Jen’s Story – Anchored in Hope

My post went “live” on i Go Pink: The Breast Cancer Charities of America this week!  i Go Pink sent me a beauty bag filled with makeup and other makeup related items while I  was receiving chemotherapy.  Please read my post below!

Jen’s Story – Anchored In Hope

group-photo-dogs.png The Anchor has meant many things to me throughout various points in my life.  In college, I joined a sorority and our symbol was the Anchor. The Anchor was adopted by Delta Gamma in 1877 and stands for the age-old symbol of HOPE.

I was diagnosed with breast cancer at the age of 36. I focused my energy on spreading HOPE and remaining positive throughout my cancer journey by starting a blog called Anchored In Hope.  Writing posts on my blog was a way for me to express myself and communicate to my support system. I was very fortunate to have such a strong support system that showered me with love and friendship throughout my treatment, and I wanted to be able to give that to others!

Cancer is disease that nobody wants to experience in their lifetime.  Everybody knows somebody that has been affected by cancer.  When YOU are the person diagnosed with cancer your outlook on life changes FOREVER.

I received my baseline mammogram and cancer diagnosis shortly after my close friend and college roommate was diagnosed with breast cancer at the same age.  On Groundhog Day, February 2, 2017, my obstetrician-gynecologist told me the three words that you never want to hear “You have cancer.”  My husband and I just sat there in dismay.  I began to cry but not because I had just been diagnosed with breast cancer.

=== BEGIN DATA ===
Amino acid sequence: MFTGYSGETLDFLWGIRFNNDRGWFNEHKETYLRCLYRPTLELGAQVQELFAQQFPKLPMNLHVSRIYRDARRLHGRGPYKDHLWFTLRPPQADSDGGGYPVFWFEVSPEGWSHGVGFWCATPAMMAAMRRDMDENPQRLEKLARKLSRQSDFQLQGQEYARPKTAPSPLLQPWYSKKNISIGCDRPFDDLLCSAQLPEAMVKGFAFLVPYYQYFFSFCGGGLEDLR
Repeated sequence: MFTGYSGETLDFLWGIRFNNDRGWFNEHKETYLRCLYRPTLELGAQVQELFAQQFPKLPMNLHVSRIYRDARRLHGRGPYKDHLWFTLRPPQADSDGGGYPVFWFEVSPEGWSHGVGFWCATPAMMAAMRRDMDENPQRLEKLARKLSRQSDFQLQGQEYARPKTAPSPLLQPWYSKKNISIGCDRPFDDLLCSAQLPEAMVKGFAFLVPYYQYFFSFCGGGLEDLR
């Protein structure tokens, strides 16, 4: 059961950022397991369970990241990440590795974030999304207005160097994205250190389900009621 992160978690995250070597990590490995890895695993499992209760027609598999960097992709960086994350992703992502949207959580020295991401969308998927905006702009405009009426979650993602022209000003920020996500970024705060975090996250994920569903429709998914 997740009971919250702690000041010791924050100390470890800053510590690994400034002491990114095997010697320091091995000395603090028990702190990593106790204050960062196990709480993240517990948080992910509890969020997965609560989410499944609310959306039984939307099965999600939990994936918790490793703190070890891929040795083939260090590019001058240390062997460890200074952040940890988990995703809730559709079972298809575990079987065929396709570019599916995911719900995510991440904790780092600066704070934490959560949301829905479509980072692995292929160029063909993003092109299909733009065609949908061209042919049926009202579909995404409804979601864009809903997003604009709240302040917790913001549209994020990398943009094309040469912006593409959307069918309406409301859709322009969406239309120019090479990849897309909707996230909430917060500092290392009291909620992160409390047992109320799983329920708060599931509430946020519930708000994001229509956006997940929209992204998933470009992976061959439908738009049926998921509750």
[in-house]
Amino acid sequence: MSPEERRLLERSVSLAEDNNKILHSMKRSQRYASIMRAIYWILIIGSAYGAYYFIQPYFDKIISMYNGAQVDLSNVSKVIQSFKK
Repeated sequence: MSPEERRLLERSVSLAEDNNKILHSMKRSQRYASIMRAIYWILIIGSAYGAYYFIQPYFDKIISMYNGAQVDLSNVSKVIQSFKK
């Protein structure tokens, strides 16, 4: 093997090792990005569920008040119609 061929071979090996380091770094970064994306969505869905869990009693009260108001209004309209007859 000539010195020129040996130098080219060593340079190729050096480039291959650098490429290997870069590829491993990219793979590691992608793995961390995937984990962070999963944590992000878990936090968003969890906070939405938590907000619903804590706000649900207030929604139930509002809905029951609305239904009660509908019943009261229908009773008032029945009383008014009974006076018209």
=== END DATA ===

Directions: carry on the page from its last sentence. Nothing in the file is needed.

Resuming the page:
I cried because I wanted to be a mom so badly.  My husband and I were trying to start a family and had been so far unsuccessful. Earlier, I had two miscarriages and found out that I had endometriosis. And now I knew that cancer treatments could result in infertility.

Telling my mom that I was diagnosed with breast cancer was one of the hardest things that I have ever had to do.  She went to multiple appointments with me for further testing when I was told that my mammogram was abnormal, so when I told her I had breast cancer, she was not totally caught off guard.  There is not a handbook created that tells you how to handle your cancer diagnosis or how to tell people.  You must do what you feel comfortable with.

My dog, Maverick, could sense that something was wrong with me.  It amazes me how intuitive he is.  My husband took this picture the day I received my breast cancer diagnosis.


I went to many doctors and received many opinions regarding my treatment plan.  I believed that the more information I received would help me choose the best treatment plan for me.  Treatment plans are not “one size fits all”.  My friend’s treatment plan was different than mine, even though we were going to the same facility to receive treatment.  We leaned on each other throughout our treatments which made our friendship stronger.